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Engs for the Annual of Soventific Discovery

Gould & Tapesin Boston.

1862.

OF

SCIENTIFIC DISCOVERY:

OR,

YEAR-BOOK OF FACTS IN SCIENCE AND ART

FOR 1862.

EXHIBITING THE

MOST IMPORTANT DISCOVERIES AND IMPROVEMENTS

IN

MECHANICS, USEFUL ARTS, NATURAL PHILOSOPHY, CHEMISTRY,
ASTRONOMY, GEOLOGY, ZOOLOGY, BOTANY, MINERALOGY,
METEOROLOGY, GEOGRAPHY, ANTIQUITIES, ETC.

TOGETHER WITH

NOTES ON THE PROGRESS OF SCIENCE DURING THE YEAR 1861; A LIST
OF RECENT SCIENTIFIC PUBLICATIONS; OBITUARIES OF
EMINENT SCIENTIFIC MEN, ETC.

EDITED BY

DAVID A. WELLS, A. M.,

AUTHOR OF PRINCIPLES OF NATURAL PHILOSOPHY, PRINCIPLES OF CHEMISTRY,
SCIENCE OF COMMON THINGS, ETC.

BOSTON:

GOULD AND LINCOLN,

59 WASHINGTON STREET.

NEW YORK: SHELDON AND COMPANY.

CINCINNATI: GEORGE S. BLANCHARD.

LONDON: TRUBNER & CO.

862.

Entered according to Act of Congress, in the year 1862, by

GOULD AND LINCOLN,

In the Clerk's Office of the District Court for the District of Massachusetts.

NOTES BY THE EDITOR

ON THE

PROGRESS OF SCIENCE FOR THE YEAR 1861.

THE fifteenth meeting of the American Association for the Advancement of Science was appointed to be held at Nashville, Tennessee, April, 1861; but, owing to the breaking out of the civil war, the meeting was necessarily postponed to some future and more auspicious occasion.

The thirty-first annual meeting of the British Association for the Advancement of Science was held at Manchester, September, 1861, Mr. William Fairbairn, the eminent engineer, being in the chair.

This meeting appears to have exceeded all others before held, in the numbers present, in the amount of general and local subscriptions (upon which the efficiency of the Association in promoting investigations mainly depends), in the value and number of the papers read, in the interest of the personal discussion, and in the excellence and variety of the evening discourses. Among the lectures of special interest was one by Professor Airy, the Astronomer Royal, "On the Solar Eclipse of 1860," and one by Prof. Miller, on the recent remarkable researches of Bunsen and Kirchhoff on "Spectrum Analysis;" abstracts of both being given in this volume. The subjects which commanded most general attention, however, among those brought before the Association, were the "Origin and Antiquity of Man" and "Iron-plated Ships." The next meeting was appointed to be held at Cambridge, when the Prince of Wales is expected to take the chair.

From the annual address of the President, which was mainly a review of the recent progress of science, we make the following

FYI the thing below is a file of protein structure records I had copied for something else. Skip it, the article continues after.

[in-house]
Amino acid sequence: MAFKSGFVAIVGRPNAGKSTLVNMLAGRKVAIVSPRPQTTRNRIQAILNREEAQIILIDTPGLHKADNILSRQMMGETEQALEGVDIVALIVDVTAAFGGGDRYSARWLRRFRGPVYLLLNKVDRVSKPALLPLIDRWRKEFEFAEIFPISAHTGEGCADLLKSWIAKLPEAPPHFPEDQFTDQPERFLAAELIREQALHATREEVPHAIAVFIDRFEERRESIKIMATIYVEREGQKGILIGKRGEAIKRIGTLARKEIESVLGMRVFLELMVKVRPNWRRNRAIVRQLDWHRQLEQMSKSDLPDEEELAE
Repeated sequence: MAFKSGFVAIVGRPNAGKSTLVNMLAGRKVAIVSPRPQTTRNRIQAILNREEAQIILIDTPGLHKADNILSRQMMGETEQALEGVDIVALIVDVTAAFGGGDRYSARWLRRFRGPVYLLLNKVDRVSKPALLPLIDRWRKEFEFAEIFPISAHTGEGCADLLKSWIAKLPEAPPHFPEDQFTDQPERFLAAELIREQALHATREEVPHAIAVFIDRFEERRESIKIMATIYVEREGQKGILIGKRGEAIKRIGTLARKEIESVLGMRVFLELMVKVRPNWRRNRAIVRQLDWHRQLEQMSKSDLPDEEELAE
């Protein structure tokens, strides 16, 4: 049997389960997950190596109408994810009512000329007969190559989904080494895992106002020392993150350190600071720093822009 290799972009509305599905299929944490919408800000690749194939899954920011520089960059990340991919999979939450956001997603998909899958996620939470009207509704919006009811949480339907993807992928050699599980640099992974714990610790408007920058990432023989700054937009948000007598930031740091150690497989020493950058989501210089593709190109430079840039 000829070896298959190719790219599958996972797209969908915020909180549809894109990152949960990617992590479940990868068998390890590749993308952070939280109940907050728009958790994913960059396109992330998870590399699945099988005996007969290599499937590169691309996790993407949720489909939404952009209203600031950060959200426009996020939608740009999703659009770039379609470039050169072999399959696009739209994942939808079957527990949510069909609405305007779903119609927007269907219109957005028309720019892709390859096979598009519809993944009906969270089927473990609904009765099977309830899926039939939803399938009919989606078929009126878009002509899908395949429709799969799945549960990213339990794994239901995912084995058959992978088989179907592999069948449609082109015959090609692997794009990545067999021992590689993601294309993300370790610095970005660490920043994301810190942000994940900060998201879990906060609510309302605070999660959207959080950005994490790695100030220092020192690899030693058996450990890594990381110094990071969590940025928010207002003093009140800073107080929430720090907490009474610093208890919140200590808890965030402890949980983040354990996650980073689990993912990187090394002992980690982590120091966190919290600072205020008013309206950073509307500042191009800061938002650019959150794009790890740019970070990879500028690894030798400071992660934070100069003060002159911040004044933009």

extracts:

"Were I to enlarge on the relation of the achievements of science to the comforts and enjoyments of man, I should have to refer to the present epoch as one of the most important in the history of the world. At no former period did science contribute so much to the uses of life and the wants of society. And in doing this it has only been fulfilling

that mission which Bacon, the great father of modern science, appointed for it, when he wrote, that 'the legitimate goal of the sciences is the endowment of human life with new inventions and riches,' and when he sought for a natural philosophy which, not spending its energy on barren disquisitions, 'should be operative for the benefit and endowment of mankind.'

"Looking, then, to the fact that, whilst in our time all the sciences have yielded this fruit, I shall probably best discharge the duties of the office I have the honor to fill by stating, as briefly as possible, the more recent scientific discoveries which have so influenced the relations of social life.

"The history of man, throughout the gradations and changes which he undergoes in advancing from a primitive barbarism to a state of civilization, shows that he has been chiefly stimulated to the cultivation of science, and the development of his inventive powers, by the urgent necessity of providing for his wants and securing his safety. There is no nation, however barbarous, which does not inherit the germs of civilization, and there is scarcely any which has not done something towards applying the rudiments of science to the purposes of daily life.

66

Again, if we compare man as he exists in small communities with his condition where large numbers are congregated together, we find that densely-populated countries are the most prolific in inventions, and advance most rapidly in science. Because the wants of the many are greater than those of the few, there is a more vigorous struggle against the natural limitations of supply,- a more careful husbanding of resources; and there are more minds at work.

"Astronomy.—Without tracing the details of the history of astronomical science, we may notice that in more recent times astronomical discoveries have been closely connected with high mechanical skill in the construction of instruments of precision. The telescope has enormously increased the catalogue of the fixed stars, or those 'landmarks of the universe,' as Sir John Herschel terms them, 'which never deceive the astronomer, navigator, or surveyor.' The number of known planets and asteroids has also been greatly enlarged. The discovery of Uranus resulted immediately from the perfection attained by Sir William Herschel in the construction of his telescope. More recently, the structure of the nebula has been unfolded through the application to their study of the colossal telescope of Lord Rosse.

"Our knowledge of the physical constitution of the central body of our system seems likely, at the present time, to be much increased. The spots on the sun's disk were noticed by Galileo and his contem

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